Now you see it in 'StereoVision'
The exhibit at the University of South Florida Contemporary Art Museum celebrates illusion and shows reality might just be all in your mind.
By Lennie Bennett, Times Art Critic
Published July 22, 2007
"StereoVision" is at the University of South Florida Contemporary Art Museum, 4202 E Fowler Ave., Tampa, through Aug. 4. Hours are 10 a.m. to 5 p.m. Monday through Friday and 1 to 4 p.m. Saturday. Free. (813) 974-2849 or cam.arts.usf.edu.
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TAMPA - Seeing is believing. Or is it?
Seeing is, after all, a feat of cerebral legerdemain in which the brain converts two separate images sent from the eyes into a harmonious singularity.
But eyes and brains can be tricked - that happens every day - and art has long been a willing accomplice in the visual charade of simulated depth on a flat surface. Traditionally, the deception is a means to an end; in "StereoVision," an exhibition at the University of South Florida Contemporary Art Museum, it's the whole point.
The show opens with a group of stereoscopes and 19th and early 20th century stereographs from the collection of Dr. Robert Drapkin. Stereographs are cards printed with two identical photographs that, when viewed through a stereoscope, produce the illusion of depth. They were enormously popular, as is evident in the variety of subjects recorded, from tourism promotions to the execution of a criminal in Havana.
The inclusion of these vintage prints in a museum of contemporary art would under most circumstances be either strange or gimmicky; they are neither here. Rather, they are the portal for our entry into 21st century versions of visual perception as artistic conceit.
Their pairing with contemporary art elevates the stereographs above their usual place in photography displays as dated curiosities: We find that the stereoscope lives in 21st century art as broad allusion and literal replication. Peter Bahouth built six of them, mounted on eye-level stands. Lined up in a row, they resemble opera glasses deployed from a balcony. Look through them and see moments captured in vivid color with deep 3-D effect: a dog catching bubbles, a tree spreading its branches, a swimmer splashing.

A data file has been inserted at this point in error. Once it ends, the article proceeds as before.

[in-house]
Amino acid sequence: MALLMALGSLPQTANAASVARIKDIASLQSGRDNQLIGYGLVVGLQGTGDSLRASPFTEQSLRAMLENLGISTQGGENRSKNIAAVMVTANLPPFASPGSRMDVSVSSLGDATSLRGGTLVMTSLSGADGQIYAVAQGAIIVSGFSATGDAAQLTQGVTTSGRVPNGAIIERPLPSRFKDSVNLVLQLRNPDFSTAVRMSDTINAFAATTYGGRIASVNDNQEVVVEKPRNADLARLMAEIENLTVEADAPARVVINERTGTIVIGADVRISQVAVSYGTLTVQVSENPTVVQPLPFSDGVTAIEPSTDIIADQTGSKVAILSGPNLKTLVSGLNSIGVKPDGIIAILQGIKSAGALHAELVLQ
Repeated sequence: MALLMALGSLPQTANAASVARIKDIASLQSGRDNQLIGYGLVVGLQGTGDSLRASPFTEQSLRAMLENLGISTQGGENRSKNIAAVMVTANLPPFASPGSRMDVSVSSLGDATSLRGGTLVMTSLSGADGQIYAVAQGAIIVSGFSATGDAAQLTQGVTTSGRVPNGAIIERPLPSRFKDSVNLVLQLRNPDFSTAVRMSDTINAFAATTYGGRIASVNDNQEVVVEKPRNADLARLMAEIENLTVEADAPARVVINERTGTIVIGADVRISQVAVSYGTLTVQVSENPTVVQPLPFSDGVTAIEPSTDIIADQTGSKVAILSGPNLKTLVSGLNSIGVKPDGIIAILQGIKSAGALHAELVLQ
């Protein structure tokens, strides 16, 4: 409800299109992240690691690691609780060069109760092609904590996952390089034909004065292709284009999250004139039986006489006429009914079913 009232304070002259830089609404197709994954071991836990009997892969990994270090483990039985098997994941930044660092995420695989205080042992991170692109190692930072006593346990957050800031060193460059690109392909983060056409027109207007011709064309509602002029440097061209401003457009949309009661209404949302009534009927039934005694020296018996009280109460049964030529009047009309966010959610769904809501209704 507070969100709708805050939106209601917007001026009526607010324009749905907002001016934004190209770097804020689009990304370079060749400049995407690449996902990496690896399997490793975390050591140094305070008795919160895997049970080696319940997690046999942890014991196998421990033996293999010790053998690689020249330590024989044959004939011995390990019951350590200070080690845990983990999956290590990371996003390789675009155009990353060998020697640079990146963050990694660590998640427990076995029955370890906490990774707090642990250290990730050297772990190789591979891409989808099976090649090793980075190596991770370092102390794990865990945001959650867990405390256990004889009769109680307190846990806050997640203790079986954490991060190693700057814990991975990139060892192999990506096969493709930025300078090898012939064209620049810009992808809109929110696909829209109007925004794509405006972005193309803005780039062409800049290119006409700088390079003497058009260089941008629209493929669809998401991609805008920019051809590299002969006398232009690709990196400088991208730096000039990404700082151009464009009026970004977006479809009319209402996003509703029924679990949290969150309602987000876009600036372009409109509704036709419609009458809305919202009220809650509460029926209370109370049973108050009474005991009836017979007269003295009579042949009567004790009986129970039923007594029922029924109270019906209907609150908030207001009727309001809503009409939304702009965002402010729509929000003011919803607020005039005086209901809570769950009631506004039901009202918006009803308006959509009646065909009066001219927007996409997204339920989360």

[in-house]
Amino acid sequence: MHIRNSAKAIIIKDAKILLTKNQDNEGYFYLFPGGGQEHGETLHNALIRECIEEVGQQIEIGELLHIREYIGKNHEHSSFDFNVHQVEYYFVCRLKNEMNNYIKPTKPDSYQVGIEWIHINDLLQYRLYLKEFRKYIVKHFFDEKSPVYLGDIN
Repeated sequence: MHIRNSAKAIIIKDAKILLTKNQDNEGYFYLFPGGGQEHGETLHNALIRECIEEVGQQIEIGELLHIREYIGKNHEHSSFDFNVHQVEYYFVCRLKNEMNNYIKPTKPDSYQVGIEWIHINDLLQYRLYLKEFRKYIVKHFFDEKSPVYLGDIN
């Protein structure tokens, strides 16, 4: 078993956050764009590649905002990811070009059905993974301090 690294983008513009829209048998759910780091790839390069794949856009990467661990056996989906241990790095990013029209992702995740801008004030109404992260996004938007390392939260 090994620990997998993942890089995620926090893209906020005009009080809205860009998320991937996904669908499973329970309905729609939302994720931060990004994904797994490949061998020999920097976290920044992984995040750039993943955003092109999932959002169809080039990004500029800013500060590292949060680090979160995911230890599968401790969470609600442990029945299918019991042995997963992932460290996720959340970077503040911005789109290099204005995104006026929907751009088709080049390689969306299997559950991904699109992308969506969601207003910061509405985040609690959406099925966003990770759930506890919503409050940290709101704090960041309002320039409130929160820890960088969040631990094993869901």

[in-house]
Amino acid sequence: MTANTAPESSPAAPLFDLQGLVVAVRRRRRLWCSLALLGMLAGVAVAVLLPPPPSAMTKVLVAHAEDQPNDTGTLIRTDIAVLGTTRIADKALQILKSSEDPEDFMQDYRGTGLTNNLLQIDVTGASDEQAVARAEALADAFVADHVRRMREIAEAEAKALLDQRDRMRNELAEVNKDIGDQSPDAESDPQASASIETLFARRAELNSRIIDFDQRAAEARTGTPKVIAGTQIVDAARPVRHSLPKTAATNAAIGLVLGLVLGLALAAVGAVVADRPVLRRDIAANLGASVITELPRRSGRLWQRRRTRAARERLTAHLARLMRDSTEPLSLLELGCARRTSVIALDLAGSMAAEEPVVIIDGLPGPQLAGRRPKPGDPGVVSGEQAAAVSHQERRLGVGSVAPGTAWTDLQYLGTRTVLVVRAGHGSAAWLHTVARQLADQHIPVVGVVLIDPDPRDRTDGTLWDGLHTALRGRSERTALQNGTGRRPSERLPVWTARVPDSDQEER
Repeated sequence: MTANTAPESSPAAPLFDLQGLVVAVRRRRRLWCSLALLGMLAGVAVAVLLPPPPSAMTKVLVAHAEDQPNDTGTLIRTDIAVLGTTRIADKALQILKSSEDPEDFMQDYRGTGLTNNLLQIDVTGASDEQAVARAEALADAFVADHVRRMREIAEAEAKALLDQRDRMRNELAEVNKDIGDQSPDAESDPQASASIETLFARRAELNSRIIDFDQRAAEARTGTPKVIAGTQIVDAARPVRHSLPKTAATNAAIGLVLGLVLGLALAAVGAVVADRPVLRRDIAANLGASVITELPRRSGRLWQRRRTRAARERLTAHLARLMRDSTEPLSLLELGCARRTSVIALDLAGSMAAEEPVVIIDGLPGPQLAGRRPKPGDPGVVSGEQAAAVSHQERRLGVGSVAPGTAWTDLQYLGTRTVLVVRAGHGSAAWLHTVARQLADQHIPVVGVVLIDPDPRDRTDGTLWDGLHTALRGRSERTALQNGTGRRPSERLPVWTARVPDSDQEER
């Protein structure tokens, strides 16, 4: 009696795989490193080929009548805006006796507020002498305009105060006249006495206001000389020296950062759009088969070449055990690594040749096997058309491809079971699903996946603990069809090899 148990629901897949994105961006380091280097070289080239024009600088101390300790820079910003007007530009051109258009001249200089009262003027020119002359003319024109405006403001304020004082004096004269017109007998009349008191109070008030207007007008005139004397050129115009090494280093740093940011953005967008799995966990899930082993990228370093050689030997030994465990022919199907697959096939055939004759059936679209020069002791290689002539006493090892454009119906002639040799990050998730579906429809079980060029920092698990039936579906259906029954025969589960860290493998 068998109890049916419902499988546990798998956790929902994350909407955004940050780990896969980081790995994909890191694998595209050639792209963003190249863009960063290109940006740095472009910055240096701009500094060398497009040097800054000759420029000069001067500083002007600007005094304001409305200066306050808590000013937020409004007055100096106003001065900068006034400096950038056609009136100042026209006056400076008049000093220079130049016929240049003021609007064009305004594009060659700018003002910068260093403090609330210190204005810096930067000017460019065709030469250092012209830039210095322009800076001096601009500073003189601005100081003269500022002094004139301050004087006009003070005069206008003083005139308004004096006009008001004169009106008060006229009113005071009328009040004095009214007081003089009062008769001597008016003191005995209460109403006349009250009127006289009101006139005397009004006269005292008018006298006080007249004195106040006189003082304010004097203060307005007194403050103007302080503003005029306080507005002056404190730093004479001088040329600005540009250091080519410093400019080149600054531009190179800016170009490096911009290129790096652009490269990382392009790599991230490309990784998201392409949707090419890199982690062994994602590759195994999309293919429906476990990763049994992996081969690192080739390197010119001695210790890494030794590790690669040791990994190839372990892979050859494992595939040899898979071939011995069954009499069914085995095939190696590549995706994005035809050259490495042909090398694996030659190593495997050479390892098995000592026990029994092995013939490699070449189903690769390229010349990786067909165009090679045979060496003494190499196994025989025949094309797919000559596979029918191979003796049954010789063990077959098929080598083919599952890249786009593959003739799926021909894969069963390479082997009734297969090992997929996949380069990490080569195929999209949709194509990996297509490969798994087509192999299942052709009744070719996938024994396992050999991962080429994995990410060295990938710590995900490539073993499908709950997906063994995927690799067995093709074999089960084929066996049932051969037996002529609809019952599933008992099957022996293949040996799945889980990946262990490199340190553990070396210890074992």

William Kentridge, the esteemed South African video artist whose themes deal with discrimination and social unrest, titles his work Stereoscope. Unlike a true stereoscope, he begins with similar images that change and become progressively different rather than merging. The main character in the piece is a businessman who seems to operate with the split personality of a person wanting to do the right thing but afraid to jeopardize his status quo.
James Tunick and Janis Garancs' Parallel Cityscapes is a virtual ride through an imagined future. Remember The Matrix? Cityscapes appears benign and in our control, with the viewer using a speed ball and buttons to scan a futuristic landscape. Overlaying it are constant streams of picture cubes and text that we can change by pushing a button. They represent YouTube videos, and clusters of cubes represent the video collection of each individual YouTuber. Not being a YouTube user, I don't fully understand it, but for all the art's visual beauty and cool technology, a sinister sense of Big Brother Watching permeates it.
Zilvinas Kempinas takes us on a giddy ride through the real landscape of New York City using four cameras and eight recorders strapped to a bicycle that document the experience. The journey is projected on the walls of a gallery, and if you have inner-ear issues, you will find it as powerfully unbalancing as an IMAX movie. Its point, besides the sheer exhilaration of the experience, is that we feel far more of the chaos surrounding such a ride as viewers than we would if we were actually on the bike. Such is the editorial power of the brain that acts as a filter for all the potentially overwhelming information it receives, creating a partial reality that could be considered an illusion.
This all sounds heavy. "StereoVision" has at its core a lightness of heart. What's not to like about an artist Juan Cespedes, in the video Inside 3/3) who dresses up in a full white body suit that looks like a 1950s They Came From Outer Space costume, then squeezes himself into a cube and amuses himself and us by displaying photos, playing with a Rubik's Cube and drawing on the glass "screen"? It's a video homage to and parody of television, shown, of course, on a TV monitor. Think about the layers of reality and illusion in that concept.
Sometimes seeing is believing. But sometimes you can't believe your eyes.
Lennie Bennett can be reached at (727) 893-8293 or email@example.com.